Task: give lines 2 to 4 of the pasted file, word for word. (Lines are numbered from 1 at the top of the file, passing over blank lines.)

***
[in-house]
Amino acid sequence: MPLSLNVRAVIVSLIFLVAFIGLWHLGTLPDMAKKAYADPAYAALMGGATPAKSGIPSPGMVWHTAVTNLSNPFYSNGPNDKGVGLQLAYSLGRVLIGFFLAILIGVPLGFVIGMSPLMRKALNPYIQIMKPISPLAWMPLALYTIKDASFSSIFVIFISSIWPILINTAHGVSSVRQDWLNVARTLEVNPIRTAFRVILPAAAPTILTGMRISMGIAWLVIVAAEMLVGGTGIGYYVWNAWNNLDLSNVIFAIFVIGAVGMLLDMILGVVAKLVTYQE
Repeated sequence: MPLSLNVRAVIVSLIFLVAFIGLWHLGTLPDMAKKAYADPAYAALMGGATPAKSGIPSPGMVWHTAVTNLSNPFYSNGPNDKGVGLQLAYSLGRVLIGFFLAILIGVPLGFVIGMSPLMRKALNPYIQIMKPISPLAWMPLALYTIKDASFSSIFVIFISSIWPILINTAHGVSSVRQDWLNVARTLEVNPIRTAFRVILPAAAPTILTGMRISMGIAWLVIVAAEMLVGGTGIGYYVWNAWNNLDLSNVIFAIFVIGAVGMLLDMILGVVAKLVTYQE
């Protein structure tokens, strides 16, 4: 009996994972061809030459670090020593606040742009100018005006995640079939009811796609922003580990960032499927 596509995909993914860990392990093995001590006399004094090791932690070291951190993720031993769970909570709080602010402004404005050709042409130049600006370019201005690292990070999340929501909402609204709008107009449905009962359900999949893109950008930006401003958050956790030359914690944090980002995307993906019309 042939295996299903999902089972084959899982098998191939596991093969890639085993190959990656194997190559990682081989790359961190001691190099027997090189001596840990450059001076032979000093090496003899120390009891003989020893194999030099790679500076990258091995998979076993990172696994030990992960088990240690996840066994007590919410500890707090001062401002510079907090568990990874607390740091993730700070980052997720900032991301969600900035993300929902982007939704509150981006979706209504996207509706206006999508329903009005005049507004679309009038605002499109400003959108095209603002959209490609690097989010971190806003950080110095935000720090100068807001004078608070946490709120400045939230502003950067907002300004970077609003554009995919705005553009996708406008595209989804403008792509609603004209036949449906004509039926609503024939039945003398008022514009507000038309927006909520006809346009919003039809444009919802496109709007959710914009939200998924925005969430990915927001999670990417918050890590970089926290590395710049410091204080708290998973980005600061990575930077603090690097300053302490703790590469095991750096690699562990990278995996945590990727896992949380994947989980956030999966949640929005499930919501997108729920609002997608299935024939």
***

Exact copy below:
Amino acid sequence: MPLSLNVRAVIVSLIFLVAFIGLWHLGTLPDMAKKAYADPAYAALMGGATPAKSGIPSPGMVWHTAVTNLSNPFYSNGPNDKGVGLQLAYSLGRVLIGFFLAILIGVPLGFVIGMSPLMRKALNPYIQIMKPISPLAWMPLALYTIKDASFSSIFVIFISSIWPILINTAHGVSSVRQDWLNVARTLEVNPIRTAFRVILPAAAPTILTGMRISMGIAWLVIVAAEMLVGGTGIGYYVWNAWNNLDLSNVIFAIFVIGAVGMLLDMILGVVAKLVTYQE
Repeated sequence: MPLSLNVRAVIVSLIFLVAFIGLWHLGTLPDMAKKAYADPAYAALMGGATPAKSGIPSPGMVWHTAVTNLSNPFYSNGPNDKGVGLQLAYSLGRVLIGFFLAILIGVPLGFVIGMSPLMRKALNPYIQIMKPISPLAWMPLALYTIKDASFSSIFVIFISSIWPILINTAHGVSSVRQDWLNVARTLEVNPIRTAFRVILPAAAPTILTGMRISMGIAWLVIVAAEMLVGGTGIGYYVWNAWNNLDLSNVIFAIFVIGAVGMLLDMILGVVAKLVTYQE
């Protein structure tokens, strides 16, 4: 009996994972061809030459670090020593606040742009100018005006995640079939009811796609922003580990960032499927 596509995909993914860990392990093995001590006399004094090791932690070291951190993720031993769970909570709080602010402004404005050709042409130049600006370019201005690292990070999340929501909402609204709008107009449905009962359900999949893109950008930006401003958050956790030359914690944090980002995307993906019309 042939295996299903999902089972084959899982098998191939596991093969890639085993190959990656194997190559990682081989790359961190001691190099027997090189001596840990450059001076032979000093090496003899120390009891003989020893194999030099790679500076990258091995998979076993990172696994030990992960088990240690996840066994007590919410500890707090001062401002510079907090568990990874607390740091993730700070980052997720900032991301969600900035993300929902982007939704509150981006979706209504996207509706206006999508329903009005005049507004679309009038605002499109400003959108095209603002959209490609690097989010971190806003950080110095935000720090100068807001004078608070946490709120400045939230502003950067907002300004970077609003554009995919705005553009996708406008595209989804403008792509609603004209036949449906004509039926609503024939039945003398008022514009507000038309927006909520006809346009919003039809444009919802496109709007959710914009939200998924925005969430990915927001999670990417918050890590970089926290590395710049410091204080708290998973980005600061990575930077603090690097300053302490703790590469095991750096690699562990990278995996945590990727896992949380994947989980956030999966949640929005499930919501997108729920609002997608299935024939």